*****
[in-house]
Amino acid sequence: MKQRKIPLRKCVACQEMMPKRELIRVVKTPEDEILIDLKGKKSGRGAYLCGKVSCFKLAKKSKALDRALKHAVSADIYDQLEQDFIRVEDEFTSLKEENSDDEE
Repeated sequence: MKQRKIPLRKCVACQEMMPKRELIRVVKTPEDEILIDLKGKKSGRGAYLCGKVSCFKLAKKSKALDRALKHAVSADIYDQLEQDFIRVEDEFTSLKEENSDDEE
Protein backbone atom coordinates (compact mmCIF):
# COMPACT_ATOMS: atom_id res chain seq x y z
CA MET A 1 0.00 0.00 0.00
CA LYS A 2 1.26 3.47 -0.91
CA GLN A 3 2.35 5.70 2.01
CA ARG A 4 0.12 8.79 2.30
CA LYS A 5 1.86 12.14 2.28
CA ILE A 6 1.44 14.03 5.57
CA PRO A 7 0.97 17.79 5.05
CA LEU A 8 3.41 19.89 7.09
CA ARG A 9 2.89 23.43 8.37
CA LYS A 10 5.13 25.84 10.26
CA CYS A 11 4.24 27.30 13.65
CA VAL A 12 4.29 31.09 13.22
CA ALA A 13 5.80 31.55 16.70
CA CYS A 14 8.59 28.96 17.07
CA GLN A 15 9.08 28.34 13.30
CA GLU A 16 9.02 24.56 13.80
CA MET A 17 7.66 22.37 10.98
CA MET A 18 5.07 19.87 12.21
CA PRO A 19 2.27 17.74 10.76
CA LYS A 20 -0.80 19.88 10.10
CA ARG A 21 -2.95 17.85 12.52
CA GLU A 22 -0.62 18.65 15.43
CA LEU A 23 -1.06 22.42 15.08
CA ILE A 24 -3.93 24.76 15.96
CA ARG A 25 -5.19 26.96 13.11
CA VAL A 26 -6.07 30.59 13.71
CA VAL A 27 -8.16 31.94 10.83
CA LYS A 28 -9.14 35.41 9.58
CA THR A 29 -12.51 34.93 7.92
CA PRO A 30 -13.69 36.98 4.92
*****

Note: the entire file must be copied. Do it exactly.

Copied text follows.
[in-house]
Amino acid sequence: MKQRKIPLRKCVACQEMMPKRELIRVVKTPEDEILIDLKGKKSGRGAYLCGKVSCFKLAKKSKALDRALKHAVSADIYDQLEQDFIRVEDEFTSLKEENSDDEE
Repeated sequence: MKQRKIPLRKCVACQEMMPKRELIRVVKTPEDEILIDLKGKKSGRGAYLCGKVSCFKLAKKSKALDRALKHAVSADIYDQLEQDFIRVEDEFTSLKEENSDDEE
Protein backbone atom coordinates (compact mmCIF):
# COMPACT_ATOMS: atom_id res chain seq x y z
CA MET A 1 0.00 0.00 0.00
CA LYS A 2 1.26 3.47 -0.91
CA GLN A 3 2.35 5.70 2.01
CA ARG A 4 0.12 8.79 2.30
CA LYS A 5 1.86 12.14 2.28
CA ILE A 6 1.44 14.03 5.57
CA PRO A 7 0.97 17.79 5.05
CA LEU A 8 3.41 19.89 7.09
CA ARG A 9 2.89 23.43 8.37
CA LYS A 10 5.13 25.84 10.26
CA CYS A 11 4.24 27.30 13.65
CA VAL A 12 4.29 31.09 13.22
CA ALA A 13 5.80 31.55 16.70
CA CYS A 14 8.59 28.96 17.07
CA GLN A 15 9.08 28.34 13.30
CA GLU A 16 9.02 24.56 13.80
CA MET A 17 7.66 22.37 10.98
CA MET A 18 5.07 19.87 12.21
CA PRO A 19 2.27 17.74 10.76
CA LYS A 20 -0.80 19.88 10.10
CA ARG A 21 -2.95 17.85 12.52
CA GLU A 22 -0.62 18.65 15.43
CA LEU A 23 -1.06 22.42 15.08
CA ILE A 24 -3.93 24.76 15.96
CA ARG A 25 -5.19 26.96 13.11
CA VAL A 26 -6.07 30.59 13.71
CA VAL A 27 -8.16 31.94 10.83
CA LYS A 28 -9.14 35.41 9.58
CA THR A 29 -12.51 34.93 7.92
CA PRO A 30 -13.69 36.98 4.92